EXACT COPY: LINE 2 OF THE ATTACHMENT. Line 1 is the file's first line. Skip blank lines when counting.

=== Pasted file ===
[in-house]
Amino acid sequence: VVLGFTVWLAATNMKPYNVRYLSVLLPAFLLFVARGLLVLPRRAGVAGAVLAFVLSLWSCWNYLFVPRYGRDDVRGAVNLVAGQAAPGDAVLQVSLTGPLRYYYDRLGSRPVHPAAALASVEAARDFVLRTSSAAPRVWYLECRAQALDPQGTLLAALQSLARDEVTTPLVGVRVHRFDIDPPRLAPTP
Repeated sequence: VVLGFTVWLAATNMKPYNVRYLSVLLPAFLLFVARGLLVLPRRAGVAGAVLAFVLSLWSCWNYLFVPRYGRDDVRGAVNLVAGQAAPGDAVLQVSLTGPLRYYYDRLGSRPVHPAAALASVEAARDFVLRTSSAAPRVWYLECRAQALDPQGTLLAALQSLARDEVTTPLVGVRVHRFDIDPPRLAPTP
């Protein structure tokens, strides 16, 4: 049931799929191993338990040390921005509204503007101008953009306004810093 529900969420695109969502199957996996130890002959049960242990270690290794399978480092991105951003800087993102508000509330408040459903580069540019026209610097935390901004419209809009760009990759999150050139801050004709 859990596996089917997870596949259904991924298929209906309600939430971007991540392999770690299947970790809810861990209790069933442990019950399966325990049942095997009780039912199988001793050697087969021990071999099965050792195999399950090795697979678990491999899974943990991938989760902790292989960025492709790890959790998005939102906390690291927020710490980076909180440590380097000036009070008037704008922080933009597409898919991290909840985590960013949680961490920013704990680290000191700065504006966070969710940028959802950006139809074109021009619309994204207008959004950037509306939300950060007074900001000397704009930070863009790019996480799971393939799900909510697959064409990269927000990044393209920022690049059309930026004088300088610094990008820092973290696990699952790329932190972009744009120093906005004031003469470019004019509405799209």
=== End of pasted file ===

Amino acid sequence: VVLGFTVWLAATNMKPYNVRYLSVLLPAFLLFVARGLLVLPRRAGVAGAVLAFVLSLWSCWNYLFVPRYGRDDVRGAVNLVAGQAAPGDAVLQVSLTGPLRYYYDRLGSRPVHPAAALASVEAARDFVLRTSSAAPRVWYLECRAQALDPQGTLLAALQSLARDEVTTPLVGVRVHRFDIDPPRLAPTP